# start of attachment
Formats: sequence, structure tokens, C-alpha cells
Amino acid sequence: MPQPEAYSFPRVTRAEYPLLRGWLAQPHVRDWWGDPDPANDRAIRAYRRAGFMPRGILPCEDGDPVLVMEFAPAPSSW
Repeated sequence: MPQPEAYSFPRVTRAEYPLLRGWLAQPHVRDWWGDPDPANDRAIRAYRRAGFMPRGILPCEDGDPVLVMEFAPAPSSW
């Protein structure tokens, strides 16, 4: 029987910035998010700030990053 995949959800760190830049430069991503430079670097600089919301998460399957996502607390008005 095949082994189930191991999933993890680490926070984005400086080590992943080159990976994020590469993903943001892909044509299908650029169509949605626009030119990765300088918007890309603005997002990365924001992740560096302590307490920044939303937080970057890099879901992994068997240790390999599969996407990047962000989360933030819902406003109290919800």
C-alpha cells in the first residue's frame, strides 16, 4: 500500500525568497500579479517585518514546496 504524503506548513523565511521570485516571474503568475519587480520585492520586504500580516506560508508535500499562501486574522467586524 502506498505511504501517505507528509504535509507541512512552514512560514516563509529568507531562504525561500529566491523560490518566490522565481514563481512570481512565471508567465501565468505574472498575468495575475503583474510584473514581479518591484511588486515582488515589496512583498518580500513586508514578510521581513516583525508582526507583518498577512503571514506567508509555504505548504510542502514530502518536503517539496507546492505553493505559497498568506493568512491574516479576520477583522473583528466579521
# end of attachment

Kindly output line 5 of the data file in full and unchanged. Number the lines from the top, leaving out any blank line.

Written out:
C-alpha cells in the first residue's frame, strides 16, 4: 500500500525568497500579479517585518514546496 504524503506548513523565511521570485516571474503568475519587480520585492520586504500580516506560508508535500499562501486574522467586524 502506498505511504501517505507528509504535509507541512512552514512560514516563509529568507531562504525561500529566491523560490518566490522565481514563481512570481512565471508567465501565468505574472498575468495575475503583474510584473514581479518591484511588486515582488515589496512583498518580500513586508514578510521581513516583525508582526507583518498577512503571514506567508509555504505548504510542502514530502518536503517539496507546492505553493505559497498568506493568512491574516479576520477583522473583528466579521